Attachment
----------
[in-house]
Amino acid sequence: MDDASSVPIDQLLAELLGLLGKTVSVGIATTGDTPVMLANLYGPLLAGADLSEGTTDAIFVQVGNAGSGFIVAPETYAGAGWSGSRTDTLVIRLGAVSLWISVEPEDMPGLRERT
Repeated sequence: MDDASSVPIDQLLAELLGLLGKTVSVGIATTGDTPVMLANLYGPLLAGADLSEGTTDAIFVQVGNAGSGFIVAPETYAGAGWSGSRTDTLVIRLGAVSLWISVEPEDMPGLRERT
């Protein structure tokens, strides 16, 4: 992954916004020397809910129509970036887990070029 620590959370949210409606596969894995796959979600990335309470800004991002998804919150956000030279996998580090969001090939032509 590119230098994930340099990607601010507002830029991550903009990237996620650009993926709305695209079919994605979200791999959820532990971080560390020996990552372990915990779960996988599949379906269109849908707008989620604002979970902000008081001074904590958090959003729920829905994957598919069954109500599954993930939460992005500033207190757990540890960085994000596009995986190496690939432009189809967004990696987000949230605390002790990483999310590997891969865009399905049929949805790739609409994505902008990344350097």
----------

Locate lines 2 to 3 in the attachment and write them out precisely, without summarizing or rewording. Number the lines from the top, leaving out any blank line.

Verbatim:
Amino acid sequence: MDDASSVPIDQLLAELLGLLGKTVSVGIATTGDTPVMLANLYGPLLAGADLSEGTTDAIFVQVGNAGSGFIVAPETYAGAGWSGSRTDTLVIRLGAVSLWISVEPEDMPGLRERT
Repeated sequence: MDDASSVPIDQLLAELLGLLGKTVSVGIATTGDTPVMLANLYGPLLAGADLSEGTTDAIFVQVGNAGSGFIVAPETYAGAGWSGSRTDTLVIRLGAVSLWISVEPEDMPGLRERT